Friday, February 16, 2018

Mapping RISD's Racial Diversity

Former Richardson ISD school board trustee David Tyson, Jr., has sued the RISD, alleging its at-large election system is a violation of the Voting Rights Act of 1965. He wants RISD to change to single-member-districts, in an effort to elect more minorities to the school board. The success or failure of this approach depends largely on the distribution of minorities in RISD as a whole.

Steve Benson has drawn four new maps that help visualize the distribution of racial populations in the Richardson ISD.

Note that the census blocks used in these maps do not have equal population, so it's possible that the resulting maps could be misleading. For example, the five census blocks centered at Miller Rd and Plano Rd are shown as being 50-65% Hispanic. But this area consists mainly of warehouses and other industry, with few voters actually living in these census blocks. Census blocks don't exactly align with voting precincts, but in the 2017 RISD trustee election, there were only 20 votes total in the voting precinct that most closely matches those census blocks.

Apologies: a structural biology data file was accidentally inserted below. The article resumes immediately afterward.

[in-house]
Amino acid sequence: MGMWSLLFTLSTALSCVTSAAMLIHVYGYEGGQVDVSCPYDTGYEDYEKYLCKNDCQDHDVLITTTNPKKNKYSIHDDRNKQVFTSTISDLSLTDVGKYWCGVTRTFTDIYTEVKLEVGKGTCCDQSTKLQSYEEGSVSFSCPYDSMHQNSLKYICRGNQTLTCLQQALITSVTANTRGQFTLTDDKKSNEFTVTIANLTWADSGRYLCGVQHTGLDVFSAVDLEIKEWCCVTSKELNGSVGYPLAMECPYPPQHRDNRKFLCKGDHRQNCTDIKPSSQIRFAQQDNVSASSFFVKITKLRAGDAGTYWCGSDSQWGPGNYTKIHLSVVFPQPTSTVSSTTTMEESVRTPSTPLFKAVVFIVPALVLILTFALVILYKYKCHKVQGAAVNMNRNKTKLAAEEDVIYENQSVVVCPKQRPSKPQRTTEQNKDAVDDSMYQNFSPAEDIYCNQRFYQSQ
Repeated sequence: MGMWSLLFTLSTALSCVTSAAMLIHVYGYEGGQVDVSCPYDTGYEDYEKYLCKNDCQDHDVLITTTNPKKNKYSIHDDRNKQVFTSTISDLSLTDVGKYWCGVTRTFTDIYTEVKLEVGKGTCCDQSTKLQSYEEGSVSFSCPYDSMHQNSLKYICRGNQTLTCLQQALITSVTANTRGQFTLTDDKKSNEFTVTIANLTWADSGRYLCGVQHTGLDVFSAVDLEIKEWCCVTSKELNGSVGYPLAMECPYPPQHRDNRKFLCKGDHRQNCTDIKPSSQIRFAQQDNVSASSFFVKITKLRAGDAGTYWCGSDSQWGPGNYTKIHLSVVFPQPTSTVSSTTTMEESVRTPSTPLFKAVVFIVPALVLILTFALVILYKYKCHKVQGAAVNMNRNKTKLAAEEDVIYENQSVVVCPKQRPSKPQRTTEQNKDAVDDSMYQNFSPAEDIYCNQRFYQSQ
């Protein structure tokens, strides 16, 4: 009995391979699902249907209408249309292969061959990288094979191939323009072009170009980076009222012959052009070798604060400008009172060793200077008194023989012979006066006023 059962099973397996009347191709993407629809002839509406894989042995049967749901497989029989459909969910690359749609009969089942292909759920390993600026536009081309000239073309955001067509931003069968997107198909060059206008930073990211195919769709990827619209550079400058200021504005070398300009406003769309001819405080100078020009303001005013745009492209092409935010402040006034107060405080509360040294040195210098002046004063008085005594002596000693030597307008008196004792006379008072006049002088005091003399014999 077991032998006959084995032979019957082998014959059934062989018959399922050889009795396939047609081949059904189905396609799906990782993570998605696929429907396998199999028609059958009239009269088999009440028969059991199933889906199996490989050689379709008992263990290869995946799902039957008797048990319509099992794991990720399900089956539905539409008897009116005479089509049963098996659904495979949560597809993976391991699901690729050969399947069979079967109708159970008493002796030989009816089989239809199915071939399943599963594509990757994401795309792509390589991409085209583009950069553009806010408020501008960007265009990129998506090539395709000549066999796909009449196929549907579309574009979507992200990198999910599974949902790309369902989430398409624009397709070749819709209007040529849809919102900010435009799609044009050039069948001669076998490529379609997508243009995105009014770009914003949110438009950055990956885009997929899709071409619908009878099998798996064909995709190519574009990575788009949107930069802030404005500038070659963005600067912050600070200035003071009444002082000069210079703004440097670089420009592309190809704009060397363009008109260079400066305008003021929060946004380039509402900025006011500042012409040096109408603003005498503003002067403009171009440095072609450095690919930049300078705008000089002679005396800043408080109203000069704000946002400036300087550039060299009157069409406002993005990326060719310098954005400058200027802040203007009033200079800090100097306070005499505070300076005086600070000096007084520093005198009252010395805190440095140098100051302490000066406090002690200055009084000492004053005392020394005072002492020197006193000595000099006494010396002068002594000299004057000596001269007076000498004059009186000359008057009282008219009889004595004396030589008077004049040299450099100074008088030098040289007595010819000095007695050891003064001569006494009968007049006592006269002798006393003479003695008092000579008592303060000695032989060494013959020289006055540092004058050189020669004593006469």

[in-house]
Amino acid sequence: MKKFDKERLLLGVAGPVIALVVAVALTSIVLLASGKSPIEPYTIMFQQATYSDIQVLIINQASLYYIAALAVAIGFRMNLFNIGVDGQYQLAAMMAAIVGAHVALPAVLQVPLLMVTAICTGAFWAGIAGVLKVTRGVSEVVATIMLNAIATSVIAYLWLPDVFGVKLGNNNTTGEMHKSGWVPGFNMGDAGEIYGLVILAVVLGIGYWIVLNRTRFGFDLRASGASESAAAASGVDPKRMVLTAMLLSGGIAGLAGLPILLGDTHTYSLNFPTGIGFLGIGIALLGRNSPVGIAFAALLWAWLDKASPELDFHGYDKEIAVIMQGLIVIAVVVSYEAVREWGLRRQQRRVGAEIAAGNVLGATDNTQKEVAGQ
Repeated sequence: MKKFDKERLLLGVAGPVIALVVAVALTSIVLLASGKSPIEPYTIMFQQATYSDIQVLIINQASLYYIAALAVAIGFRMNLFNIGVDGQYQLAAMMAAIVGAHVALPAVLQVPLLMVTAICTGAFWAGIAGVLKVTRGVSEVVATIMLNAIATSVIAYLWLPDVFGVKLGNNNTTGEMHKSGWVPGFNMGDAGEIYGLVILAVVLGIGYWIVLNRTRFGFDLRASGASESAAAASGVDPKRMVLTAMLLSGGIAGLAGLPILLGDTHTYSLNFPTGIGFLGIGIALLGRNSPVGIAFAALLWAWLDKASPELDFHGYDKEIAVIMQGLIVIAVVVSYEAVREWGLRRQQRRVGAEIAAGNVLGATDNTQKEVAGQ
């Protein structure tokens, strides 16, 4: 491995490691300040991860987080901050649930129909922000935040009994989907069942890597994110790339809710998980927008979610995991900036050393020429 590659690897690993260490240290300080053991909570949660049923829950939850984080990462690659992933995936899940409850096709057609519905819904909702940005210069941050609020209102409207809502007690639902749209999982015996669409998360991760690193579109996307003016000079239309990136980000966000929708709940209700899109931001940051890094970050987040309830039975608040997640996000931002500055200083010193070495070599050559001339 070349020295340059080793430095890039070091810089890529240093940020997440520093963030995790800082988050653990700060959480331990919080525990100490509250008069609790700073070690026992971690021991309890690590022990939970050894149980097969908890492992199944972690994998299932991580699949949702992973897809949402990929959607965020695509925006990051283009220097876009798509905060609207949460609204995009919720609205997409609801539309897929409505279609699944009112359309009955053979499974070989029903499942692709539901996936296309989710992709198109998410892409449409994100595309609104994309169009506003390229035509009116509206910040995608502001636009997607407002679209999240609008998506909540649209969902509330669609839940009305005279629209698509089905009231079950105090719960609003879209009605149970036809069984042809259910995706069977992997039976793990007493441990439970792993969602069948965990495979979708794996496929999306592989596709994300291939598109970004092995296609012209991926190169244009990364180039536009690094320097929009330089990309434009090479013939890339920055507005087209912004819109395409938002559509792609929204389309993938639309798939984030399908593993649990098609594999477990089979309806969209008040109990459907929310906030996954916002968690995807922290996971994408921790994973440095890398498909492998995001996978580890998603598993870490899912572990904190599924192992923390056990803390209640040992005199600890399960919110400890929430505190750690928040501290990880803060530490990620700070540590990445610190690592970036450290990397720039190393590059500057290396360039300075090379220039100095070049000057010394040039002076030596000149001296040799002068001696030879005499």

But...given that big caveat and recognizing that more research is needed, I still look at the maps and see the potential possibility of drawing an African-American district centered on Hamilton Park, an Hispanic district centered on Spring Valley Rd at Central Expressway, three white districts across the northern border of RISD, a white district in Lake Highlands, and a diverse district with what's left in the center. That's seven districts, of which two have a chance of being minority-majority. Even if the minority doesn't achieve an absolute majority in these districts, its increased concentration ought to significantly improve its ability to elect one of its own.

In the interest of achieving diversity on the school board, I support the attempt to draw single-member-districts along these lines. I foresee the downsides of doing this ("turf wars" and even potential resegegration — Yikes!), but I believe the interest of voting rights Trumps the risk of bad results (pun intended).

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